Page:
Pregnant Kate "feeling better" as William smiles after hospital visit
First it was elation, then worry, and now relief.
The Royal Family and its fans have gone through a roller-coaster 24 hours -- first with the not-as-planned pregnancy announcement, then a tense period as the Duchess of Cambridge went to hospital with a rare condition of acute morning sickness, and now with some comforting words from the Palace that all is well.
Kate is "continuing to feel better," said a release from St. James's Palace, just as Prince William was finishing his visit with Kate on Day 2 of her stay at London's King Edward VII Hospital on Tuesday.
He emerged from a day by his wife's side with a smile on his face, having been reassured of Kate's health after meeting with her doctors.
The horde of media continued to camp outside the hospital playing their waiting game, but there was little to come from official sources, although a St. James's spokesperson did say that Kate and William were "immensely grateful for the good wishes they have received."
He added that the duchess will remain in hospital "at present" for continued treatment of hyperemesis gravidarum.
She had been on an IV drip to hydrate her as she combats the illness which kept her vomiting through the weekend while staying at the Middleton family home in Bucklebury.
Kate is somewhere in her third month of pregnancy. Originally, reports are that the couple didn't plan on revealing the pregnancy until 12 weeks, which would have made a nice Christmas present for the Royal Family at the Queen's annual get-together at Sandringham.
Her type of morning sickness condition strikes only in about 2 per cent of pregnancies, the sufferers being mainly women giving birth for the first time, or ones expecting a multiple birth. The medical literature suggests that women with the condition are three times more likely to give birth to more than one child than other women.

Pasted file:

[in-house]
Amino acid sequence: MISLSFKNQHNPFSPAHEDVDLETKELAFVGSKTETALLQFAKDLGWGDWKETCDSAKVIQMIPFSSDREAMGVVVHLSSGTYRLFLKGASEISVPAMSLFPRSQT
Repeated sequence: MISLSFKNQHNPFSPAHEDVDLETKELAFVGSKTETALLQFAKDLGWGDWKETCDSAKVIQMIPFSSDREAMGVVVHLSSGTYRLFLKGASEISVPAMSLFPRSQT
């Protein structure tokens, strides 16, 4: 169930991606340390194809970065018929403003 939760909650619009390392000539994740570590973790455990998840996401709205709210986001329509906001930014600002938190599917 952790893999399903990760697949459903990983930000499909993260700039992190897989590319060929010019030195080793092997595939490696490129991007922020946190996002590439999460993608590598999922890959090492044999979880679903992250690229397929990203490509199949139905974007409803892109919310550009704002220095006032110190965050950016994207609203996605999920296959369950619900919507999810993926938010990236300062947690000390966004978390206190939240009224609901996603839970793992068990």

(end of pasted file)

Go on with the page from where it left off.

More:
That prospect led to a whole new round of speculation in the media. The last set of royal twins were born to Denmark's Crown Princess Mary and Crown Prince Frederick in January 2011.
This form of morning sickness also leads to severe dehydration, hence the caution of entering hospital.
It also leads to a change in the betting shops around Britain. The odds of Kate having twins dropped from 50-1 to 8-1 at Paddy Power. Bets can also be placed on the name, weight, sex, hair colour, time of birth and even godparents (Prince Harry's favoured, but David Beckam is 22-1).
The Telegraph consulted a spreadsheet of baby statistics to determine that in all likelihood, Will and Kate's child will be a girl who will grow to about 5-foot-10. This is based on Kate's current condition (which results in 56 per cent chance of a girl), and a study showing that men who were pilots (ie. William) were slightly more likely to have daughters.
Whatever the sex, the child would become third in line for the throne behind Prince Charles and William. The Commonwealth countries agreed last year to rid the Royal Marriages Act of its gender bias toward male heirs.
If there were twins, the first one to enter the world would be the heir.